Lloyd Pierce joined the NBA in 2007.

Why the Hawks are right to trust Philly’s Process

The Hawks have replaced Mike Budenholzer, the 2015 NBA coach of the year who not long ago was this franchise’s czar of basketball, with someone who has never worked an NBA game as a head coach. I offer two words:

Excellent choice.

On Friday night, the Hawks announced they reached an agreement with Lloyd Pierce. He’s 42. Since 2013, he has been a 76ers assistant coach. A couple of years back, working for the Sixers would have scared off prospective employers. Today it’s a badge of honor.

The Hawks interviewed seven candidates. Only David Fizdale had been an NBA head coach; he has since been hired by the Knicks. The others were of a similar age – Stephen Silas, who’s 45, was the oldest, with Jarron Collins, 39, being the youngest – and backgrounds. 

All had noteworthy apprenticeships. Silas is the son of Paul Silas, pound-for-pound the greatest rebounder ever and a former NBA head coach. Jay Larranaga is a Celtics assistant under Brad Stevens and is the son of the man who led George Mason to the Final Four. Collins, the twin brother of former Hawk Jason Collins, is an assistant with the Warriors, vying for a third title in four seasons.

Ham worked here under Budenholzer. Nate Tibbetts is a Trail Blazers assistant under former Hawks coach Terry Stotts. Pierce played alongside the Hall of Famer Steve Nash at Santa Clara back in the day, which is nice, but far more important is that he worked with Brett Brown in Philadelphia.

The Hawks’ hire is in tune with the tenor of these times. The Hornets are finalizing the hire of James Borrego, who’s 41 and has been a Spurs assistant. The Suns hired Igor Koroskov, who’s 46 and who has been a Jazz assistant under Quin Snyder, who worked here under Budenholzer. The Grizzlies replaced Fizdale with J.B. Bickerstaff, who’s 39 and the son of former NBA coach Bernie Bickerstaff. Only the old-school Knicks have recycled a head coach, and Fizdale is 43 and had worked with Mike Woodson here and with Eric Spoelstra in Miami. 

We also note that two of the five men who, as of 13 months ago, acted as both coach and general manager are no longer in place. Budenholzer was bumped back to coach-only a year before he, and the Hawks agreed to part. Stan Van Gundy was fired this week by the Pistons. (Heck, the Raptors just fired Dwane Casey, who could be named the NBA’s coach of the year.) The growing consensus is that a rebuilding franchise – apart from the Bucks, every team seeking a new coach this offseason missed the playoffs – doesn’t need a Larry Brown, a brilliant-but-strident tactician, as much as it needs a Brett Brown.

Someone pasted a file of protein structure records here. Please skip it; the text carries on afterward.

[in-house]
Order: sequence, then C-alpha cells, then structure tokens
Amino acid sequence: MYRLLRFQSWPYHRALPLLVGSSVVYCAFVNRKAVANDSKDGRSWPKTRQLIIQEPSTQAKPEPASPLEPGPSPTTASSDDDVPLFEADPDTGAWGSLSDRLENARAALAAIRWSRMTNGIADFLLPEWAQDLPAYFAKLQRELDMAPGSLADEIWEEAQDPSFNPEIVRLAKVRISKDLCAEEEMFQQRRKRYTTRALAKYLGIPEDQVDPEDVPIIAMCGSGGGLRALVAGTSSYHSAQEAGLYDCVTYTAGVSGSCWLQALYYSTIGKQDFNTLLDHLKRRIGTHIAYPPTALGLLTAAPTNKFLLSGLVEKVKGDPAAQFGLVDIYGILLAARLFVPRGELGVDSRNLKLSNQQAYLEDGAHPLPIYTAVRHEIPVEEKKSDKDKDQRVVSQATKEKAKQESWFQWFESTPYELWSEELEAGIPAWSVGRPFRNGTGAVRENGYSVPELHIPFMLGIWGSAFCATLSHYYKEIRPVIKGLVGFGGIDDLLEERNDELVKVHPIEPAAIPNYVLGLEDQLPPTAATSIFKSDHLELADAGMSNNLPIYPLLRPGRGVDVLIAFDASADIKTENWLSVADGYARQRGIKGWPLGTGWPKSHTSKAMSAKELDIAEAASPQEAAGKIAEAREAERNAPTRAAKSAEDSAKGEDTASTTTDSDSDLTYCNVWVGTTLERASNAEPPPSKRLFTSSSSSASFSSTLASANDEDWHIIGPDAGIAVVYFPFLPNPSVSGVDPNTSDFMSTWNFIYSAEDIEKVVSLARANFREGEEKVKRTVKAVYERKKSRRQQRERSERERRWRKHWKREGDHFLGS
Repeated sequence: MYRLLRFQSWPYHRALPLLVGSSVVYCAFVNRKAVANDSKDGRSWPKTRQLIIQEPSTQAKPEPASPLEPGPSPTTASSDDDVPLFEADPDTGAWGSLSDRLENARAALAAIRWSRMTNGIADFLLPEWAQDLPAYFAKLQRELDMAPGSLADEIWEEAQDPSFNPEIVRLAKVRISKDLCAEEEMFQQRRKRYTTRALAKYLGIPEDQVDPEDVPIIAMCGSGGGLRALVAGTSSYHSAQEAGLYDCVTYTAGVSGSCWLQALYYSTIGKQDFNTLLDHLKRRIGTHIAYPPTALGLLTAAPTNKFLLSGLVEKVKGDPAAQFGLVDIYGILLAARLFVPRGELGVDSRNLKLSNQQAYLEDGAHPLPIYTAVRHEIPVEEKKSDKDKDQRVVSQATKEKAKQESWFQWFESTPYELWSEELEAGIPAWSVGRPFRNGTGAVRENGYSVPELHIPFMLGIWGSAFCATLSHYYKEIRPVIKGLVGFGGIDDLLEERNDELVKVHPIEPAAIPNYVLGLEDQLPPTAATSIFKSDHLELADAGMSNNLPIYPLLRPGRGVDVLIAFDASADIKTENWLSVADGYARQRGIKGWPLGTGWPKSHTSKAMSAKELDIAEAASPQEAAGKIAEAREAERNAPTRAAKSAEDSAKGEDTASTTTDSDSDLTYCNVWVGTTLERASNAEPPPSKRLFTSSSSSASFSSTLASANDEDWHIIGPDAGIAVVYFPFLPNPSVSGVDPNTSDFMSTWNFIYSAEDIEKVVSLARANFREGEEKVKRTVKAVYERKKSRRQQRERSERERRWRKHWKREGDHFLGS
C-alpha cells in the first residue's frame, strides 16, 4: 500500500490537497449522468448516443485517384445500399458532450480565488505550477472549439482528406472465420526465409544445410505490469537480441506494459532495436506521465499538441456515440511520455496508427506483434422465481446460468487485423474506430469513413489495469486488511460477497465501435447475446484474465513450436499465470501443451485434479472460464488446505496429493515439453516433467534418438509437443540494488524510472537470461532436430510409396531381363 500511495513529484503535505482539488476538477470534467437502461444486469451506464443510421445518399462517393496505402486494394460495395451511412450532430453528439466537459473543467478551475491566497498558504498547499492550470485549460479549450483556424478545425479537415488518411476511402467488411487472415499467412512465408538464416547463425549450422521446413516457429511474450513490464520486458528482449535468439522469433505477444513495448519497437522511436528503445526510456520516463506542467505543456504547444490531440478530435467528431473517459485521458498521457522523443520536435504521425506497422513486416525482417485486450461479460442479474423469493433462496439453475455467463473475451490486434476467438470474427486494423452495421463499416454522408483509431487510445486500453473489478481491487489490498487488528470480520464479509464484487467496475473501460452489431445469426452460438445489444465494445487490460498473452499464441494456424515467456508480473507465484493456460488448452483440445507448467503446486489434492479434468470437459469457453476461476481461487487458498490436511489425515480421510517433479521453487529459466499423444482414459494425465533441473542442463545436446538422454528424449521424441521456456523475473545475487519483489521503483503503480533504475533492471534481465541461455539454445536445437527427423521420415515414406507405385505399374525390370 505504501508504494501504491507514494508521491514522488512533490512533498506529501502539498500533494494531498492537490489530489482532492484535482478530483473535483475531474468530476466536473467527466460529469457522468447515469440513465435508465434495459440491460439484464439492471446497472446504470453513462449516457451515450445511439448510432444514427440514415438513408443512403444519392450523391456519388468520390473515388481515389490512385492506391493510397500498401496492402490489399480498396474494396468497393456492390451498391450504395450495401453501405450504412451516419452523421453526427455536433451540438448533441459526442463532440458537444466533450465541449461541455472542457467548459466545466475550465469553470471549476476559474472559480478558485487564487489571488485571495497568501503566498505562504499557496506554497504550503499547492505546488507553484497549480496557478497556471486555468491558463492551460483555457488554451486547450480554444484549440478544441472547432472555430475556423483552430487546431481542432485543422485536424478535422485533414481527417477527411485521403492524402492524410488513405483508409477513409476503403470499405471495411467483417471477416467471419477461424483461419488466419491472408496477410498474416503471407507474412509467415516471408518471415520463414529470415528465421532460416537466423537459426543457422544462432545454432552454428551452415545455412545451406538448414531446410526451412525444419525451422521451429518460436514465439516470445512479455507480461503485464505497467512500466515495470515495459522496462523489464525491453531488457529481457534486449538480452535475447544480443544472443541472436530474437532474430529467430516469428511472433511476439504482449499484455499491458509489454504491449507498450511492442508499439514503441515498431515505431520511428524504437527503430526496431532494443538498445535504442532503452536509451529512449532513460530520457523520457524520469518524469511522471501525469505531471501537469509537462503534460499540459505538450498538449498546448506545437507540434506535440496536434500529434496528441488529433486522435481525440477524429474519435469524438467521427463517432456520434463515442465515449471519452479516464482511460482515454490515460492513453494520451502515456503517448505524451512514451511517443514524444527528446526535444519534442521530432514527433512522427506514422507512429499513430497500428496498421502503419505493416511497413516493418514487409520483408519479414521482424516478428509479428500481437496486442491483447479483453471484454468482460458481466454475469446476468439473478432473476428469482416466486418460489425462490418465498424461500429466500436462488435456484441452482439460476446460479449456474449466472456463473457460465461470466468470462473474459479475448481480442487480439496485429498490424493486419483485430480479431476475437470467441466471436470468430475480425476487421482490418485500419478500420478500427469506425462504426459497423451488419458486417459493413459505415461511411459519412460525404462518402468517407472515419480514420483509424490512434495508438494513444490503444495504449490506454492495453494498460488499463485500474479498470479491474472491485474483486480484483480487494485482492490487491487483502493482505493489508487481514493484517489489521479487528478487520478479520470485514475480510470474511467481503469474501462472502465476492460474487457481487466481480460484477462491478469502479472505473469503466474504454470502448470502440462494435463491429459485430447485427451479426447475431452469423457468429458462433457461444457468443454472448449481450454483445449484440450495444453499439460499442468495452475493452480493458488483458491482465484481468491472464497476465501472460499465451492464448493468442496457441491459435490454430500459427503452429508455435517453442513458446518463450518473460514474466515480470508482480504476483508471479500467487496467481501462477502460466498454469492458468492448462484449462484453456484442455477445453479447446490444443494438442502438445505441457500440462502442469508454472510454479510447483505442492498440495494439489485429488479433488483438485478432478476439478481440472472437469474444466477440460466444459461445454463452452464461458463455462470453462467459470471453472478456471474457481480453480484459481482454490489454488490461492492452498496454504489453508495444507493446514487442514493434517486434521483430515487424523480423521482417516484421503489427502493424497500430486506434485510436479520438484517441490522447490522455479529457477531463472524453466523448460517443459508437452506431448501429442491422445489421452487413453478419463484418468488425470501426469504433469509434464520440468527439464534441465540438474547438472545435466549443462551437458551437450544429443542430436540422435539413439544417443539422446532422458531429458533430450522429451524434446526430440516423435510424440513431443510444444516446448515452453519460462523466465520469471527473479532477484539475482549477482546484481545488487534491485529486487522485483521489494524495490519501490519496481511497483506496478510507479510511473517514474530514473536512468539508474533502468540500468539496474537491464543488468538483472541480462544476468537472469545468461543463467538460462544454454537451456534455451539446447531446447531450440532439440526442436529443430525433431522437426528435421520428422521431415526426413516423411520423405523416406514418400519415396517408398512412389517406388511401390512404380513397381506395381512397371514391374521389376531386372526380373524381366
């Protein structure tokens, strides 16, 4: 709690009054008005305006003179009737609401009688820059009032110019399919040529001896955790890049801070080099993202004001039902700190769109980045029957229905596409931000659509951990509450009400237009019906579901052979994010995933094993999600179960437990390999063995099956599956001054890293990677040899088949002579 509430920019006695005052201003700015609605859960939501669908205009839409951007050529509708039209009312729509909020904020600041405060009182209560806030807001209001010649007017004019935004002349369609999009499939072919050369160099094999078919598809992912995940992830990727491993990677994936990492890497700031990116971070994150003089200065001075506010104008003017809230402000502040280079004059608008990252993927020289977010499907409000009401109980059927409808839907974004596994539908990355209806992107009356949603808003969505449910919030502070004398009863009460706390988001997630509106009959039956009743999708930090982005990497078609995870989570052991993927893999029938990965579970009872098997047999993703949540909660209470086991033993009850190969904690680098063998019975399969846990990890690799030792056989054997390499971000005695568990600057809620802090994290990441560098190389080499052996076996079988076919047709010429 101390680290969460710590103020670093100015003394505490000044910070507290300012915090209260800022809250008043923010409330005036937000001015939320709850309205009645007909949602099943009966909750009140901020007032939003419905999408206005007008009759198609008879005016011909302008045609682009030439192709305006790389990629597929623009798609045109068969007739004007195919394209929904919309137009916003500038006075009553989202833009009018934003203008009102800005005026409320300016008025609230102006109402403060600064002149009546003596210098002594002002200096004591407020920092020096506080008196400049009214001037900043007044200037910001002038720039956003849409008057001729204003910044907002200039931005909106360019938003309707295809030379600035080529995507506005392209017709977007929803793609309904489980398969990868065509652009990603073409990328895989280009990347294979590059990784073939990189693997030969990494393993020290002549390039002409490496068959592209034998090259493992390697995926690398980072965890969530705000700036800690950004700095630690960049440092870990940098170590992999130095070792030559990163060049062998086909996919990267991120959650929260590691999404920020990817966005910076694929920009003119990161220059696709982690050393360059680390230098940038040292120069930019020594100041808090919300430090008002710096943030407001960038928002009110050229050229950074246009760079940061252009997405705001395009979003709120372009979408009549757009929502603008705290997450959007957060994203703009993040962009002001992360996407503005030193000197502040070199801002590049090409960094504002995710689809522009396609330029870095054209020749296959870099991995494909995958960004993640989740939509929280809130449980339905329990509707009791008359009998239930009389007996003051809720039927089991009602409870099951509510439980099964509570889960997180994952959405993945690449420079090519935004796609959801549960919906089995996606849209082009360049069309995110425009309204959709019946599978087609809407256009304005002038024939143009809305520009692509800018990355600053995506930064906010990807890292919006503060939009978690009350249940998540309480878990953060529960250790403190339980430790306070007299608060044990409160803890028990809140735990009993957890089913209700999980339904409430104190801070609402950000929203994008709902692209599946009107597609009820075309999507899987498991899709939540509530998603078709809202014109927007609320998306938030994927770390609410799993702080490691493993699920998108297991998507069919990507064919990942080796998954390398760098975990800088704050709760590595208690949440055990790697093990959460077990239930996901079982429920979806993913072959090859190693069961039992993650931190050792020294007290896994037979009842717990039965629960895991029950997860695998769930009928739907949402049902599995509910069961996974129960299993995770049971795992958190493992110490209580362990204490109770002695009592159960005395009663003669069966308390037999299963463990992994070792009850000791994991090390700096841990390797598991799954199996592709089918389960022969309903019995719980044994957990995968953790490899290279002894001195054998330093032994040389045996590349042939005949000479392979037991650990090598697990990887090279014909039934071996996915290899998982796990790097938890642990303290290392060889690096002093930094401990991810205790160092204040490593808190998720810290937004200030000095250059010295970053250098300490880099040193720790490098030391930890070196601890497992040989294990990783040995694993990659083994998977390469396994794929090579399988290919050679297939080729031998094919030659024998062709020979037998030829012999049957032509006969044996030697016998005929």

At the onset of its famous rebuild – known to one and all as The Process – Philly plucked the latter Brown, a 52-year-old who had spent more than a decade with the Spurs as director of player development and assistant coach, and made him head coach. His first four seasons with the Sixers produced an aggregate record of 75-253, which would have gotten him fired at least twice in most places. But Philly had a plan. It tanked without shame, even as tankmaster Sam Hinkie exited after three years. This year, with Brown still in place, Philly went 52-30, claimed the East’s No. 3 seed ahead of Cleveland and won a first-round series. 

NBA teams might never admit it, but Hinkie’s Process has become their North Star. What are the Hawks under Travis Schlenk doing if not tanking? When you’re not yet serious about winning, what difference does it make if you’re coach is a master of out-of-bounds sets? (At which Stevens might be the best ever, FYI.) All that matters is the care and feeding of the young talent you’ve gone to painful ends to assemble. X’s and O’s aren’t going to figure in for another few years. 

This isn’t to say the Hawks, or any club, should hire someone who can’t call a timeout. In a league where every club has embraced analytics, smarter is always better. (Note the Sixers’ sudden rise. Note that the Warriors and Rockets, who are meeting in the Western Conference finals, are powered as much by analytics as by Kevin Durant and James Harden.) The concept of coach-as-emperor will end whenever Gregg Popovich steps aside, and even he has never operated unilaterally. In San Antonio, R.C. Buford has long been the man behind the man. 

For years, NBA teams poached from that estimable front office. Danny Ferry and Budenholzer essentially built Spurs East here. But now, for the downtrodden, there’s a model for getting up and out – Hinkie’s model. Six NBA teams won 50-plus games this season; nine lost 50 or more. The worst place you can be in is the middle, which means losing on purpose shouldn’t be construed with not caring. 

From Kevin Arnovitz’s ESPN story on The Process in 2018: “While the Sixers were racking up losses, head coach Brett Brown, with the aid of a staff that is quickly earning a reputation as one of the league's best, was instituting principles and traditions that carried the Sixers through the lean seasons … (Brown) helped build a culture in Philadelphia in which a diverse, young roster has forged close relationships and players pull for one another as they learn as much about the world as they do about basketball.” 

If you were hiring five years ago, you wanted somebody with a Spurs pedigree. If you’re hiring now, you probably want somebody versed in The Process. Pierce is. That’s why the Hawks hired him, and good for them.

About the Author

Mark Bradley
Mark Bradley
Mark Bradley has worked for the Atlanta Journal-Constitution since 1984. Prior to that, he worked at the Lexington Herald-Leader for six years. He has...

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